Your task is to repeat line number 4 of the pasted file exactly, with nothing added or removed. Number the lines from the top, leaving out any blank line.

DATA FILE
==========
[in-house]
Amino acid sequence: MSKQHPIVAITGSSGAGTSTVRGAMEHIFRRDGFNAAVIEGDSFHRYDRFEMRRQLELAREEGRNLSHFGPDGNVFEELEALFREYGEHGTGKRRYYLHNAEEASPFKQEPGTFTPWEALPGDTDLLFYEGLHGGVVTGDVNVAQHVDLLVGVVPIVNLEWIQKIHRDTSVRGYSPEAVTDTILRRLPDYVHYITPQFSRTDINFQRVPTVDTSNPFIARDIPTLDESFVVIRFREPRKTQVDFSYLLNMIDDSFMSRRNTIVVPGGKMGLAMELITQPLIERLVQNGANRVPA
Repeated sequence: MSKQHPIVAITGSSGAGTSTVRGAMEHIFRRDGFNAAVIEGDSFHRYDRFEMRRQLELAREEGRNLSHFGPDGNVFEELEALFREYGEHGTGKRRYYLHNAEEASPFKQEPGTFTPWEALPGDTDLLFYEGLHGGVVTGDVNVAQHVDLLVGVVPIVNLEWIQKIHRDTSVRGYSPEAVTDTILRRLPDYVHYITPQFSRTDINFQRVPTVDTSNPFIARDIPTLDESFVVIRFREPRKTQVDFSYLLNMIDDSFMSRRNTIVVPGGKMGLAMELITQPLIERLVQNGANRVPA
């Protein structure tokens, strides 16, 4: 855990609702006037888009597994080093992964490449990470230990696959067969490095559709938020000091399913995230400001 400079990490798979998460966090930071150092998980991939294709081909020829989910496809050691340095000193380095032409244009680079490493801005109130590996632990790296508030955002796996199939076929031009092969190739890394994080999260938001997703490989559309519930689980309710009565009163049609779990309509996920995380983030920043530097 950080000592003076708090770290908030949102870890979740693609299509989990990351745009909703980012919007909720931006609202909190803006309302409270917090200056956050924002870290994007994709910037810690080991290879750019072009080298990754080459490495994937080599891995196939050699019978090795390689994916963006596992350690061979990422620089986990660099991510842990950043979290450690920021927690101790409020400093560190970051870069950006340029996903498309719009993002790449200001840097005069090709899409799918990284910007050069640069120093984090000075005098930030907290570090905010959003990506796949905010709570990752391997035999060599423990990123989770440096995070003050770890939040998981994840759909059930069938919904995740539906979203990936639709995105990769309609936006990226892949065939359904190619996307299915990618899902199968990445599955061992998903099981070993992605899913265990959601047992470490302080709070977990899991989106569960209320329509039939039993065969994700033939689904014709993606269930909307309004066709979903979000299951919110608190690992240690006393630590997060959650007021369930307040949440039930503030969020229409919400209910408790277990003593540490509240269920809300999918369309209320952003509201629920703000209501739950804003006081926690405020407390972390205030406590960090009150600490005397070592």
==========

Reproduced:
């Protein structure tokens, strides 16, 4: 855990609702006037888009597994080093992964490449990470230990696959067969490095559709938020000091399913995230400001 400079990490798979998460966090930071150092998980991939294709081909020829989910496809050691340095000193380095032409244009680079490493801005109130590996632990790296508030955002796996199939076929031009092969190739890394994080999260938001997703490989559309519930689980309710009565009163049609779990309509996920995380983030920043530097 950080000592003076708090770290908030949102870890979740693609299509989990990351745009909703980012919007909720931006609202909190803006309302409270917090200056956050924002870290994007994709910037810690080991290879750019072009080298990754080459490495994937080599891995196939050699019978090795390689994916963006596992350690061979990422620089986990660099991510842990950043979290450690920021927690101790409020400093560190970051870069950006340029996903498309719009993002790449200001840097005069090709899409799918990284910007050069640069120093984090000075005098930030907290570090905010959003990506796949905010709570990752391997035999060599423990990123989770440096995070003050770890939040998981994840759909059930069938919904995740539906979203990936639709995105990769309609936006990226892949065939359904190619996307299915990618899902199968990445599955061992998903099981070993992605899913265990959601047992470490302080709070977990899991989106569960209320329509039939039993065969994700033939689904014709993606269930909307309004066709979903979000299951919110608190690992240690006393630590997060959650007021369930307040949440039930503030969020229409919400209910408790277990003593540490509240269920809300999918369309209320952003509201629920703000209501739950804003006081926690405020407390972390205030406590960090009150600490005397070592």